On November 5, 2018, when the issue of women’s entry into the Sabarimala temple was at its boiling point, the then state president of the Bharatiya Janata Party, P.S. Sreedharan Pillai had made a controversial speech.
“The Sabarimala issue is a golden opportunity for us. Now it has boiled down to a point where we have been pitted against the ruling coalition of the state with all other players following the agenda set by us,” Pillai said at a conclave organised by the party’s youth wing, BJYM.
Even though the leaked video landed him in a soup for a brief period thanks to the factional feud within his party, his words struck a chord with the BJP-led NDA, which was on a path to increase its vote share in the 2019 general elections.
On the other hand, the ruling CPI(M)-led LDF government was busy projecting itself as a staunch proponent of women’s rights and gender equality and was banking heavily on its ‘social engineering’ by invoking the renaissance movement of Kerala and offering positive furtherance to it.
Chief minister Pinarayi Vijayan almost single-handedly carried it forward with some success. The state government, in a first in the country, went on to organise a massive ‘women’s wall’ across the state in December 2018 with the help of various community organisations like KPMS Kerala Pulayar Maha Sabha, the biggest Dalit organisation in the state led by Punnala Sreekumar, and SNDP (Sree Narayana Dharma Paripalana Yogam), led by Vellappalli Natesan who had switched his allegiance towards the NDA.
Vijayan had been eyeing a grand alliance between the Dalit and OBC populations whilst also taking minorities too into the fold. The upper caste organisations like the NSS (Nair Service Society) were vehemently opposing the Kerala government’s pro-woman stance.
The Congress-led UDF played it safe, despite being on the same page as the BJP. Many of the Congress leaders initially endorsed the agitation led by the Sangh parivar, and then cleverly exempted themselves from it when the ‘protests’ started to turn violent. However, the Congress continued to maintain its stance that the party stood with the devotees and did not want women of menstruating age to set foot inside the shrine. In the process, the state unit of the grand old party even defied its own president, Rahul Gandhi who had a different take on the issue.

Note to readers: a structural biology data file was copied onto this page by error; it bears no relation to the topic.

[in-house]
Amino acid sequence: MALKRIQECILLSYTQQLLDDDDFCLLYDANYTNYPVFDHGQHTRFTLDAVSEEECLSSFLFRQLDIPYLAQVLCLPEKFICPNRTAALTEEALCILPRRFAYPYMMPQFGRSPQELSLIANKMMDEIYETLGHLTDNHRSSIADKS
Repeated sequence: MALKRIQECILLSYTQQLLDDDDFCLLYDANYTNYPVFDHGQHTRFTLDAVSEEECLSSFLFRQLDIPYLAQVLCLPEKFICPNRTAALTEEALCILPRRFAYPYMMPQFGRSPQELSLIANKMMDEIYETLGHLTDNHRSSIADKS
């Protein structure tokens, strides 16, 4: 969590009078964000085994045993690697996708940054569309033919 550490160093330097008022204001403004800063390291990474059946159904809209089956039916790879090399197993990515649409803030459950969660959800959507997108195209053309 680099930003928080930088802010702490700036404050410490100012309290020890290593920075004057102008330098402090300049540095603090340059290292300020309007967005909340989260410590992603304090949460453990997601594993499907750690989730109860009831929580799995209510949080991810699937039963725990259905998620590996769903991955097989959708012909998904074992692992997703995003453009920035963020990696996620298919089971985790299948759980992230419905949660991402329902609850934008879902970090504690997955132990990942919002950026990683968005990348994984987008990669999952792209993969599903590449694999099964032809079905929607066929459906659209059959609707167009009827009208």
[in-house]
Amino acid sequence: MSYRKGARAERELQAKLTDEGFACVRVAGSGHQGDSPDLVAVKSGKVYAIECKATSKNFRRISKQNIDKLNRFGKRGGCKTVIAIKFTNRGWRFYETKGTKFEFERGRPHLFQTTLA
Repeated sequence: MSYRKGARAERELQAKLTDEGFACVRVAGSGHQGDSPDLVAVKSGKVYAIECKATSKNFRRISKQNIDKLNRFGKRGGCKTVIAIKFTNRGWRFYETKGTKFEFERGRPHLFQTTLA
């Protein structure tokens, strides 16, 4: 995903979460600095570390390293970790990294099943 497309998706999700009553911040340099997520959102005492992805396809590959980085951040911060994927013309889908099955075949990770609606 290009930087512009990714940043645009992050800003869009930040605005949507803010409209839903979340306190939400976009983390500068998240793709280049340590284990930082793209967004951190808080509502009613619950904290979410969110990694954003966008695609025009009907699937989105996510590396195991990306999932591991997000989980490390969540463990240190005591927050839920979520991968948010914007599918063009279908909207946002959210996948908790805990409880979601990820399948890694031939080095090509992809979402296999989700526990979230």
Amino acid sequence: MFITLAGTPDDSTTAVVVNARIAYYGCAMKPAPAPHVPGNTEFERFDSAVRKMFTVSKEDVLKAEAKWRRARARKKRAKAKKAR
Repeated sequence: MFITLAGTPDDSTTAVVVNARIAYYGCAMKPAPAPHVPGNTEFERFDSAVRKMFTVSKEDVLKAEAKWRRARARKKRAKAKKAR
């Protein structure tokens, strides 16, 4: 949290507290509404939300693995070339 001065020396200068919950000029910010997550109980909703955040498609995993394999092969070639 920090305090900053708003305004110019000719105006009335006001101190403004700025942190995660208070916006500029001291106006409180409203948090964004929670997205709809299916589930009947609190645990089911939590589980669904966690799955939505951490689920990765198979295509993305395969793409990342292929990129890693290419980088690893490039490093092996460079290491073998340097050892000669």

Keeping in mind the pilgrim season of 2018, the LDF government is treading very carefully after the Supreme Court’s decision to refer some matters relating to the review petition to a larger bench. The majority verdict has asked a larger constitutional bench to consider the limits of the powers of the apex court in deciding conflicts between religion and other rights.
Even though the court has not issued a stay order on its earlier verdict allowing the women of all age inside the shrine, the state government will not provide security to women devotees of menstruating age this time. Reacting to the judgement, chief minister Pinarayi Vijayan told reporters that the government would seek an expert legal opinion on the matter which is being interpreted on several lines.
Today, the minister for temple affairs Kadakampally Surendran unequivocally stated that the government would provide no police protection for women who come to visit the shrine this year. If somebody wanted to trek the hill, to the shrine, they would have to get the order directly from the court, said the minister. Surendran, unlike most of the CPI(M) leaders in the state, does not identify as an atheist or a ‘non-believer’ and had this opinion right from the beginning of the issue. There were rumours that Surendran was being ignored by the chief minister as, by talking to the media against some of the women who tried to enter the shrine last year, the Minister was embarrassing the government.
Last year when two women, Kanakadurga and Bindu Ammini trekked up the hill and entered the temple, the blame was squarely put on the ruling party, by the BJP and the UDF and was called a government-sponsored ‘pilgrimage’ for two left-leaning activists. A section inside the CPI(M) too subscribed to this theory and tried to hold Pinarayi Vijayan responsible for it with limited success, as he had – and still has – almost complete control over the Kerala party.
Bindu Ammini, an assistant professor with the Law College, Kannur and Kanakadurga, an employee of the civil supplies department were subjected to severe cyber-attacks after their visit to the temple. Both of them were accused of colluding with the government to tarnish the image of the temple, by the right-wing trolls.
Even though they were escorted by police in plainclothes to the shrine, both of them maintain that they received no aid from the government. Bindu Ammini later went on to criticise the CPI(M) and the government for rolling back on their declared stance on women’s entry to the shrine.
But the opposition, both the UDF and the BJP, effectively campaigned and held that their entry into the temple was scripted by the government. A third woman Manju, from Kollam, also claimed to have trekked up the hill to reach the shrine.